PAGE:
The county’s ownership of City Hall Park is one step closer after the Metropolitan King County Council voted last week to acquire the park from the city of Seattle. While there is some merit to concerns over the deal, the land swap between the city and the county remains the smart move for both.

The Seattle City Council, which is expected to vote on the agreement early next year, should approve it.

The Pioneer Square neighborhood park, located south of the King County courthouse, has a long and troubled history, with persistent crime and public safety issues. Those problems came to a head this year, as a large homeless encampment that had taken over the park was the site of increasing violence and a fatal stabbing in June.

Growing incidents of harassment and assault against county employees, jurors and local workers prompted county council members to push for the county to take over the park to improve safety.

After the city and the county partnered to move about 70 people off the property and into supportive housing in August, the park was fenced off and is currently empty. Last month, King County Executive Dow Constantine and Mayor Jenny Durkan announced they had reached an agreement to transfer ownership of the park.

In exchange for the 0.56-acre City Hall Park, King County agreed to transfer 13 county-owned properties, most bordering existing city parks, including a 0.4-acre lot adjacent to the South Park Bridge and Cesar Chávez Park.


“King County and members of the King County Council have committed to ensuring the safety and vibrancy of City Hall Park for years to come,” Durkan said at the time. “The city of Seattle is eager to support the county’s investments and vision towards the park and campus.”

But the vagueness of that vision sparked pushback from some members of the King County Council as well as some downtown and homeless groups, including the Alliance for Pioneer Square, the Chief Seattle Club and Real Change. A study on options for what to do with the park is not due before the County Council until Jan. 15.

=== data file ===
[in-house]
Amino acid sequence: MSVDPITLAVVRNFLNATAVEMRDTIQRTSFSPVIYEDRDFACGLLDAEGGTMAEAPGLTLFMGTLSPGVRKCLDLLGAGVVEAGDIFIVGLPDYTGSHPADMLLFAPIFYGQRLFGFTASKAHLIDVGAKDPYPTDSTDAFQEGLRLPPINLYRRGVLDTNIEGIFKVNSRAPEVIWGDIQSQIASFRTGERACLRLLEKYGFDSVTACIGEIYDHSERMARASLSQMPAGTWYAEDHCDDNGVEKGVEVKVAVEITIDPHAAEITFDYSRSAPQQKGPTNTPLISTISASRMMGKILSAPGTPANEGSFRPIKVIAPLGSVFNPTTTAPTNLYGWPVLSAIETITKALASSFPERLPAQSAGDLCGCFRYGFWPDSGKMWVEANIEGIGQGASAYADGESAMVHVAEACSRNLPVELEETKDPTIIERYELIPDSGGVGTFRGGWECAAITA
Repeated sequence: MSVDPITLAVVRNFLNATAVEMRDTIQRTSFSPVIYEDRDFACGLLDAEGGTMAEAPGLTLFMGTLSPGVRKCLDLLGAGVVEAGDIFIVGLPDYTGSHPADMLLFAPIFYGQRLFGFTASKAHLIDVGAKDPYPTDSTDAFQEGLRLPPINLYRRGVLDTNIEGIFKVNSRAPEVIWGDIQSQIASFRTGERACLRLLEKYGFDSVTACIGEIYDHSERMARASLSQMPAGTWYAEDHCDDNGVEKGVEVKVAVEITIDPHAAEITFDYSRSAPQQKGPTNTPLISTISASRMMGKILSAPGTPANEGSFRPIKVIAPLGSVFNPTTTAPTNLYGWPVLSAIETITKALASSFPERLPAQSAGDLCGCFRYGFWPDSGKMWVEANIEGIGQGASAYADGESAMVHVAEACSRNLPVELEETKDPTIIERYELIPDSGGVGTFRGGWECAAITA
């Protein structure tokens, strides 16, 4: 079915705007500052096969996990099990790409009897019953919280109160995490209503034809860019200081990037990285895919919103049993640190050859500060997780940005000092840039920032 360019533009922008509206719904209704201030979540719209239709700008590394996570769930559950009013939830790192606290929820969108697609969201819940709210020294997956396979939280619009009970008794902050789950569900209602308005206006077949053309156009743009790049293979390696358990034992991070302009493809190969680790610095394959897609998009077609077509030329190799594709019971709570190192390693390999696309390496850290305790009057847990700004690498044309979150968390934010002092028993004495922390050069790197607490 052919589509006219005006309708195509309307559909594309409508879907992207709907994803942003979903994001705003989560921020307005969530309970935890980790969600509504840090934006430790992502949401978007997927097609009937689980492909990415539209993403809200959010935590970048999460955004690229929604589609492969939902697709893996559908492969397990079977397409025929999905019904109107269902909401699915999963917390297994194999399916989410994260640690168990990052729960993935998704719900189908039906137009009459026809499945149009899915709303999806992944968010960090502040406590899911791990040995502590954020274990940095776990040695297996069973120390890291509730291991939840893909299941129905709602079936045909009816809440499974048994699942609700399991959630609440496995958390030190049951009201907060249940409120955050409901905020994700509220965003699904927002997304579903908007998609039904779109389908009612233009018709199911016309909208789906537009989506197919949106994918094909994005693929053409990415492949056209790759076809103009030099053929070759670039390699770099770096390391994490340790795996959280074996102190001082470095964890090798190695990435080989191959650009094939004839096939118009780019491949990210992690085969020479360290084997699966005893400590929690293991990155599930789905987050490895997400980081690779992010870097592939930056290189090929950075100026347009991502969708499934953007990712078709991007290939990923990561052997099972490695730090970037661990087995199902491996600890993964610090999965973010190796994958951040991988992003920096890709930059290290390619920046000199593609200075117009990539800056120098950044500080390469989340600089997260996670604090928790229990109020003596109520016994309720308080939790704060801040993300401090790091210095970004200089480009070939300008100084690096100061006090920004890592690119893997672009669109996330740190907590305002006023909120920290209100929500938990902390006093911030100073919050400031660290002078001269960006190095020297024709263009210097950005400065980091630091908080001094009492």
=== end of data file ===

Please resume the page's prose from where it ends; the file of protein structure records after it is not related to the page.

Opponents say the process was rushed, requires more public input and that a county takeover could mean the end of City Hall Park as a public space. As to the speed of the process, that should be lauded, not condemned, as an example of government acting quickly and not being bogged down by spending months asking questions everyone already knows the answers to.

More concerning is the possibility of the park no longer being open for public use. Part of the challenge of the area surrounding the courthouse is that it is home to many of the city’s homeless shelter beds and supportive organizations. For many people there, the park is their de facto backyard, and they should be as welcome to enjoy it — safely and responsibly — as anyone else.

Flexibility demanded that the County Council vote down an amendment proposed by Councilmember Joe McDermott that would have kept the park a park, but the council also did the right thing in supporting a separate amendment requiring public input before any changes are made to the park.

“By working together, we will ensure this space is inclusive, recreational and safe,” said Councilmember Jeanne Kohl-Welles, a co-sponsor of the land swap legislation. “Any movement toward making this space anything but open will be subject to robust public engagement.”

City Hall Park, and the community around Pioneer Square, deserve nothing less. As the county moves ahead with its takeover, the future of this long-neglected space is already looking brighter.